Should we find that a "common vision" is possible, both internally and within the community, we will begin to assemble a public private partnership to advance the Roll-aid initiative. With each conversation new ideas and roadblocks come forth. It appears we are building the foundation of a still evolving Route 7-corridor transportation plan. It will include many partners and require supportive legislation with adequate and timely funding if it is to be successful.

Many foundations throughout the region have a cornerstone of marble. Hopefully, we will be able to add our cornerstone to the stones that many of you have already laid in the transportation arena. Our plan at this time is to reassemble this brainstorming group in February for a briefing on our transportation studies, an update on partnership activities, and a tour of the plant.

I have attached the list of ideas from the brainstorming session, their ranking according to the votes cast, and a brief summary of the discussions from the two working groups.

Please don't hesitate to give me a call if you have additional suggestions: (802)770-7123.

Best wishes,

Jim Reddy
Executive Vice President


Ideas listed in descending order according to votes:

Votes Ideas

16 Dual Phase Truck/Rail
16 Common Vision/economic benefit
10 Roll on Roll off
7 Upgrade Rail Line ABRB
4 Combining technology rail cable gas, mixed use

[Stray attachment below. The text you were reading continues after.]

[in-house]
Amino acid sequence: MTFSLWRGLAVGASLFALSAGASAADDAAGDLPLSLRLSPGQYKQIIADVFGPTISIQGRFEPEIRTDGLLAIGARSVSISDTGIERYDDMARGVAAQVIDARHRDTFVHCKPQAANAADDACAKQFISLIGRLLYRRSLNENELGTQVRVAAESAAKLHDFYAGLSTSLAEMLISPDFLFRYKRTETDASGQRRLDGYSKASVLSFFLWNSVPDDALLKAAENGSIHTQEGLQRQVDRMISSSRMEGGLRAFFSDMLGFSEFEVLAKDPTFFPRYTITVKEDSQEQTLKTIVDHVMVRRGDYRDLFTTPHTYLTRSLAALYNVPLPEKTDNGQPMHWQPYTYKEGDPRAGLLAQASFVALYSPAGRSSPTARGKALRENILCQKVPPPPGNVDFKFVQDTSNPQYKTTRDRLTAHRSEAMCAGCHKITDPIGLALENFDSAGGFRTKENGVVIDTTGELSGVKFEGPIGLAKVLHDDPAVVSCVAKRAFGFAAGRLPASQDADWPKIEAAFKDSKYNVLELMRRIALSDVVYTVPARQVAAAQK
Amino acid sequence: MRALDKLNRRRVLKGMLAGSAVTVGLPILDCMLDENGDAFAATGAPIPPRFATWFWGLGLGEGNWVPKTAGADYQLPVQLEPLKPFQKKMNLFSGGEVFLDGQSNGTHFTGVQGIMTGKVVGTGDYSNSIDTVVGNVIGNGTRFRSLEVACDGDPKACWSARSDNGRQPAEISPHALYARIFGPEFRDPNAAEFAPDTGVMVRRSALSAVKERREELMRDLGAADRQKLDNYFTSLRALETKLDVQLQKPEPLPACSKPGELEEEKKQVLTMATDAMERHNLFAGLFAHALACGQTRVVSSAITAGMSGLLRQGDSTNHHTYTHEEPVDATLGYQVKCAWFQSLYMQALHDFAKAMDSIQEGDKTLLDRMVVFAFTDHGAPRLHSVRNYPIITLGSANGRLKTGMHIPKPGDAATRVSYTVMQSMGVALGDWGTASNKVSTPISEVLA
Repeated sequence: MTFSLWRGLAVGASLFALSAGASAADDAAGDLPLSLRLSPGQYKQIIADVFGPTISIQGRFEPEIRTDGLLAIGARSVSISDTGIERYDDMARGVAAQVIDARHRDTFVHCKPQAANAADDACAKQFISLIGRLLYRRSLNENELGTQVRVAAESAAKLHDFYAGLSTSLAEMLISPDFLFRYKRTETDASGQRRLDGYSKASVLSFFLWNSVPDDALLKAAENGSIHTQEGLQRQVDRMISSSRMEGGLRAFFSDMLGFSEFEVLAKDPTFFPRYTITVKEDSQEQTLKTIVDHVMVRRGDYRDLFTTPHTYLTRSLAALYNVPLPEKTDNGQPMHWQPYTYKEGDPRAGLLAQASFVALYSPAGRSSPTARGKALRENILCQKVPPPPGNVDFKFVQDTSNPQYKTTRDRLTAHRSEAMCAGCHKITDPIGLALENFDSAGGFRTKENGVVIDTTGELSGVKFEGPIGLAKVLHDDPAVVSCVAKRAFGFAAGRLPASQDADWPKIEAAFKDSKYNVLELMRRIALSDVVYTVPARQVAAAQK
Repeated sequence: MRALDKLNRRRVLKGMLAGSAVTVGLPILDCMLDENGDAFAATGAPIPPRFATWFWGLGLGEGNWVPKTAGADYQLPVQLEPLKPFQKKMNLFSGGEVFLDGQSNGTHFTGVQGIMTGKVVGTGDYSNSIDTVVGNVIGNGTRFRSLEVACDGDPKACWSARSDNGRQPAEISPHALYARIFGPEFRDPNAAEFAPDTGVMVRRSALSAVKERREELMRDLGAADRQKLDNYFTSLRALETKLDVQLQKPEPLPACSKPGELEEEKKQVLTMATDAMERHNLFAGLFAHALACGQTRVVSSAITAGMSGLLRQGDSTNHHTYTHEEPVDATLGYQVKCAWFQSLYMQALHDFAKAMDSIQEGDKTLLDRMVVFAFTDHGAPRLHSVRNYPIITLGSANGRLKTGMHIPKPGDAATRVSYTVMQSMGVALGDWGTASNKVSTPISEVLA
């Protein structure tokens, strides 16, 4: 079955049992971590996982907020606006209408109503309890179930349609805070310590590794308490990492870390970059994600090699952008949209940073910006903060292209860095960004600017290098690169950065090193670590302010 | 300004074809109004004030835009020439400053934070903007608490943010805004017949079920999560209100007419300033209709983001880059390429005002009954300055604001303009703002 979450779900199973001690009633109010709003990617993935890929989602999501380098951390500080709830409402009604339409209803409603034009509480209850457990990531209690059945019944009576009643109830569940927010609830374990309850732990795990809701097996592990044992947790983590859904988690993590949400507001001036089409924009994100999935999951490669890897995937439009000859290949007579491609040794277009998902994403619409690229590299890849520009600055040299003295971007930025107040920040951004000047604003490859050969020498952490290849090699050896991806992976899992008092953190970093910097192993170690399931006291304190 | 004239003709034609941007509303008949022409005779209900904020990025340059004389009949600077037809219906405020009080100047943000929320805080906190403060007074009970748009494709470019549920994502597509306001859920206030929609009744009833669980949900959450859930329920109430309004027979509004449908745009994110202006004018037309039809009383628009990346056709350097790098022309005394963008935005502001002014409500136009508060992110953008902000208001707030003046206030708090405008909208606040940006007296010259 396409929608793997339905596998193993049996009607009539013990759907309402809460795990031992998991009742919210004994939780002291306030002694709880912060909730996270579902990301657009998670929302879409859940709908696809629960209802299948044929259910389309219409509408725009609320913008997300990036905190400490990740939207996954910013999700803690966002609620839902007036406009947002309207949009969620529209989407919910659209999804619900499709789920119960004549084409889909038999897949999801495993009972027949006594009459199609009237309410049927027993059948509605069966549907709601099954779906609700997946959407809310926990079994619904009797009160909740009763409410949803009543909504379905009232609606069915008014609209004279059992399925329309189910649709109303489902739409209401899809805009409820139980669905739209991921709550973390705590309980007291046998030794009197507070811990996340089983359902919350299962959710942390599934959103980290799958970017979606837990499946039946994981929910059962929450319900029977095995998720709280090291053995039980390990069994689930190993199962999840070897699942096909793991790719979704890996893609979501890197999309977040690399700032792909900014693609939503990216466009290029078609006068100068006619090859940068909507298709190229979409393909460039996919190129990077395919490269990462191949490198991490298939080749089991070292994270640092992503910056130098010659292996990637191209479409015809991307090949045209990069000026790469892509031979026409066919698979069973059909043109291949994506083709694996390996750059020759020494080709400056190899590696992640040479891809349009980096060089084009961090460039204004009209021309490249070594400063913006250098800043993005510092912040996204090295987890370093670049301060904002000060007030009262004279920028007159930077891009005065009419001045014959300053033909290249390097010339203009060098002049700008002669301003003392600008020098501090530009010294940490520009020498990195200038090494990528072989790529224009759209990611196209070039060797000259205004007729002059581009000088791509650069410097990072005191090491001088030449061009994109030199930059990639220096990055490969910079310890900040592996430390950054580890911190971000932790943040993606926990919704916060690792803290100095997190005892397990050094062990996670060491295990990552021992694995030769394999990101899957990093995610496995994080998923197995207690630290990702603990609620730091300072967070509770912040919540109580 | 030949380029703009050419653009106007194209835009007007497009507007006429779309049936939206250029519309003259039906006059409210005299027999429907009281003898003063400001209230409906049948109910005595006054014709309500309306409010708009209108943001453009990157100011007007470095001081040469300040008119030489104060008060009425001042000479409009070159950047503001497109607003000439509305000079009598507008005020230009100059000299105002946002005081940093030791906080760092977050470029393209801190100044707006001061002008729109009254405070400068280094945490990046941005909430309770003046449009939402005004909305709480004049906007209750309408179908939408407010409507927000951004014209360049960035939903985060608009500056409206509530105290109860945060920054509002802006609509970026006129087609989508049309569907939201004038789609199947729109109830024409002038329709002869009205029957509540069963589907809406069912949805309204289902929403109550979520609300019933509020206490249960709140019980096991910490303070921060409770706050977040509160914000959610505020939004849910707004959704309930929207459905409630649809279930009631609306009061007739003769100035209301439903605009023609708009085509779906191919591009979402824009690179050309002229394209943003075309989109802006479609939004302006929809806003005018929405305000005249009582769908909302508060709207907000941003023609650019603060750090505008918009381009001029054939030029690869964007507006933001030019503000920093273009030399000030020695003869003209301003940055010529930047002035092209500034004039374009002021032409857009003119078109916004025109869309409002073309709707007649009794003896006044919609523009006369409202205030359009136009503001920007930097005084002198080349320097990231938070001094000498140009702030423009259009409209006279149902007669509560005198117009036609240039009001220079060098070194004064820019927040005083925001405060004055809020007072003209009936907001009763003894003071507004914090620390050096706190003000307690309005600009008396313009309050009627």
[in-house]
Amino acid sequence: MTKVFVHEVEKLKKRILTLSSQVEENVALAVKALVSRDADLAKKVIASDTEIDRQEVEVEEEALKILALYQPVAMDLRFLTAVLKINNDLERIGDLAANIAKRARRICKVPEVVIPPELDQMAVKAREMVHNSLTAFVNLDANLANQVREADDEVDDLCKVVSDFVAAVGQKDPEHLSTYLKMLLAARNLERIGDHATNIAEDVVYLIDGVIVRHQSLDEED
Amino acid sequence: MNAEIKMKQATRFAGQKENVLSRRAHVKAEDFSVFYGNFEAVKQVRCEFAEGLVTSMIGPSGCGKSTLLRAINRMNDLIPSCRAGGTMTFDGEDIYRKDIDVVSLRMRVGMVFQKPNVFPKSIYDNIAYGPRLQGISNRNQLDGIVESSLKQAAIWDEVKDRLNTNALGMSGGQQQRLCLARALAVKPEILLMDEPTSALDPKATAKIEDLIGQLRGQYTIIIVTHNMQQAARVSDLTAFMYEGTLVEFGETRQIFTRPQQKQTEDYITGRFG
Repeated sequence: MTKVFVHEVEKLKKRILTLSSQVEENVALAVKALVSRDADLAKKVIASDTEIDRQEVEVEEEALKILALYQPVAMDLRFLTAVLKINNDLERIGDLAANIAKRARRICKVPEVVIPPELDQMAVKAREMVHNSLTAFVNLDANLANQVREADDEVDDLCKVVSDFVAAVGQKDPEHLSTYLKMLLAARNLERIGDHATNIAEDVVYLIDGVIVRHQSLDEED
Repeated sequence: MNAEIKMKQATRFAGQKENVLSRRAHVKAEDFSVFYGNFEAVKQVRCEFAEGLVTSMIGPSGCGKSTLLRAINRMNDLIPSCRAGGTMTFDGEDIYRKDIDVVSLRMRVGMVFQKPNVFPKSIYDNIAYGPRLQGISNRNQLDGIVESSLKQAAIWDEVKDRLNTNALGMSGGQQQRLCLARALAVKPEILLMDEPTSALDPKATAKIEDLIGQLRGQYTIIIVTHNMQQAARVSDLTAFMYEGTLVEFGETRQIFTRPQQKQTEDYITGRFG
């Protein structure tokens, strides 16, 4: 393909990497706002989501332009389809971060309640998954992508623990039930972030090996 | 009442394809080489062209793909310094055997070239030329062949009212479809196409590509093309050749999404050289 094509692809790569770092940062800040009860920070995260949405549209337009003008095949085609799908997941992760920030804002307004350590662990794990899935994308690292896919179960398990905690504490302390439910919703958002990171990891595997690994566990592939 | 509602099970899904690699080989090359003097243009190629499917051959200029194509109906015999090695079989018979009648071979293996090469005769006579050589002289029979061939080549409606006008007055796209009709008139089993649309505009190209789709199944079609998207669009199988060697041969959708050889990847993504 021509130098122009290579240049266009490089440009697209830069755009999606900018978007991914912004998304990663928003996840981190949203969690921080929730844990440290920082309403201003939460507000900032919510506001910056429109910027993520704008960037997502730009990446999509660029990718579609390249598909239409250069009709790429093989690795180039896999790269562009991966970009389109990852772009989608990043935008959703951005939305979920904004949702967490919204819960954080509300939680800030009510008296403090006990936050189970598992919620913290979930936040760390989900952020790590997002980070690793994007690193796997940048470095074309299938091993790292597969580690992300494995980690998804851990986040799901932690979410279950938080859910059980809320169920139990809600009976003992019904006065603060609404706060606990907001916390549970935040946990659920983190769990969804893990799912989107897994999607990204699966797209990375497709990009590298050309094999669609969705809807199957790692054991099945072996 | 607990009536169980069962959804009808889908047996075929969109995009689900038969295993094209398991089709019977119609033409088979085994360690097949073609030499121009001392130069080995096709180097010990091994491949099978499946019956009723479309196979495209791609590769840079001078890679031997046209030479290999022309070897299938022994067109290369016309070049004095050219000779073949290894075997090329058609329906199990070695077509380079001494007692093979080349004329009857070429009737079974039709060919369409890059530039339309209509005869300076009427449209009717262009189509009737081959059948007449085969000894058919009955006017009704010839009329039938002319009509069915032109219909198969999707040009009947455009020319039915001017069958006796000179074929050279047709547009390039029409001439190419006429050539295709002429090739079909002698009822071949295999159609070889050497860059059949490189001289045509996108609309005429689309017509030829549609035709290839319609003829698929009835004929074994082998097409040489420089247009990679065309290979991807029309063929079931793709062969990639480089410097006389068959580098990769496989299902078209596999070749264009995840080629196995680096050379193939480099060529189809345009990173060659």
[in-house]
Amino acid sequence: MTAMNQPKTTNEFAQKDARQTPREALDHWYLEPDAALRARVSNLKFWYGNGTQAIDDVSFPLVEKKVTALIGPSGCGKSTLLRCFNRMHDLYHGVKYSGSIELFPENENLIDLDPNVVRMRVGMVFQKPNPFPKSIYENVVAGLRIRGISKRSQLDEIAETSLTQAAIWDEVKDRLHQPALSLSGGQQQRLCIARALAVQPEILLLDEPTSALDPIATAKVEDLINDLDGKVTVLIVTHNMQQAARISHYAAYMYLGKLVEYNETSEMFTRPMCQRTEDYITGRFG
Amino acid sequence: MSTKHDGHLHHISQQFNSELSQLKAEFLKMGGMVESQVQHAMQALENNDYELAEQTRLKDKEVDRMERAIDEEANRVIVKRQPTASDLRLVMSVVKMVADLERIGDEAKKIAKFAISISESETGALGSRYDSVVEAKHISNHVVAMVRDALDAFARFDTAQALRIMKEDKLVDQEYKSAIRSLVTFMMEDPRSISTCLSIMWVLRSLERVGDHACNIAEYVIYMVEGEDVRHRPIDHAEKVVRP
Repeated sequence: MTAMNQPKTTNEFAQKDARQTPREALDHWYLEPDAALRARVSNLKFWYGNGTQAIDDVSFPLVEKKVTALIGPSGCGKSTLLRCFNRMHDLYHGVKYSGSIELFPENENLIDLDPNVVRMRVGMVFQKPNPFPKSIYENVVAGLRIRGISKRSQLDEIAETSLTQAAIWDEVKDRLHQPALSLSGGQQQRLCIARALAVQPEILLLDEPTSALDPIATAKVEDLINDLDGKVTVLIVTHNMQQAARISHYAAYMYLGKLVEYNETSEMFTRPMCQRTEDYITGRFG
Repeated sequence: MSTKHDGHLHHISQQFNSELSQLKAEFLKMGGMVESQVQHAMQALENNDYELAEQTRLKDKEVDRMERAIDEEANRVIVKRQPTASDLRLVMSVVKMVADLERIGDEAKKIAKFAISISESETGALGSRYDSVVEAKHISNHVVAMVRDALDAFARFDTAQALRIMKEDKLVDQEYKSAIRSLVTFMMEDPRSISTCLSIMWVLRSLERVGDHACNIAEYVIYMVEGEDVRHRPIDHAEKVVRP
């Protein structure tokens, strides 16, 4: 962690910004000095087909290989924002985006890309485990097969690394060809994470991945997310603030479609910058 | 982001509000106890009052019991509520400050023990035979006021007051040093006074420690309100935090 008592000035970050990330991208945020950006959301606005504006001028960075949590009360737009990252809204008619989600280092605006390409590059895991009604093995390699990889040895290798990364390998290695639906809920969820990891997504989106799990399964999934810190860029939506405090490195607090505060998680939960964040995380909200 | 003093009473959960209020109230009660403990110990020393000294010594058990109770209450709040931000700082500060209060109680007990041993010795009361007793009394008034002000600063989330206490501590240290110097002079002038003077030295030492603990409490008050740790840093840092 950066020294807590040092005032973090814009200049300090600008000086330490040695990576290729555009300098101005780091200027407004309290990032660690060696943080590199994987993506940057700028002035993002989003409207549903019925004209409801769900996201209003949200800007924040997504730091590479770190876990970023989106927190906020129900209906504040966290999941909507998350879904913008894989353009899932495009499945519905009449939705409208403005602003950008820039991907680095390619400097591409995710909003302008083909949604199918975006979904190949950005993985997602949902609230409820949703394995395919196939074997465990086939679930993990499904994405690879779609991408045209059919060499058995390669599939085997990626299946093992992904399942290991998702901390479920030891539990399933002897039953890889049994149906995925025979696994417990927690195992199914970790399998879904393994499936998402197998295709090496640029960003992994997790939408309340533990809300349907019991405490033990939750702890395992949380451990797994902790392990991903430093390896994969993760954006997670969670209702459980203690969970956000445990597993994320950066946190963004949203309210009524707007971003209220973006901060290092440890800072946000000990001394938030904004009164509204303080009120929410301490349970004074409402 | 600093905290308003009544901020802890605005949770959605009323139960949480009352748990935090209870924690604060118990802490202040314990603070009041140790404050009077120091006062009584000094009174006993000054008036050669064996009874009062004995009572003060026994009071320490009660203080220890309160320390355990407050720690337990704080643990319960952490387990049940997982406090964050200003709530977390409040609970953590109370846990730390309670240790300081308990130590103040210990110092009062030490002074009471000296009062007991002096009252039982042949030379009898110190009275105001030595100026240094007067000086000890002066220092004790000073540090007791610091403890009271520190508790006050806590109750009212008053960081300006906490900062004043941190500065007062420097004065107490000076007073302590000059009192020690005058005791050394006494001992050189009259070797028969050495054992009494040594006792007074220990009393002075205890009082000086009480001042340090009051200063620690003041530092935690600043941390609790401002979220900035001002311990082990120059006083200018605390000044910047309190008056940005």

3 Change Act 250
3 Widen roads
2 By Pass
1 Moving the rail yard
1 Upgrade roads
1 Trucks with Steel Wheels (one illegal vote with a hanging chad)
0 Communities need to work together
0 Find a champion
0 Truck bypass
0 Business coalition
0 More efficient use of transport

The common themes of the brainstorming session included, increased use of rail and building a common vision within the public and private sectors that centered on a focused transportation solution.

Many of the ideas were subsets of the two largest themes. The attendees divided up into two groups to discuss each topic in more detail and outline an action plan.

Common Vision Summary
The premise of the Common Vision group was that local residents, business leaders, politicians, planners, and government officials do not share a common understanding of the area transportation problems, alternatives, and potential solutions. Until a common vision is shared, the community will not be able to embrace a workable solution.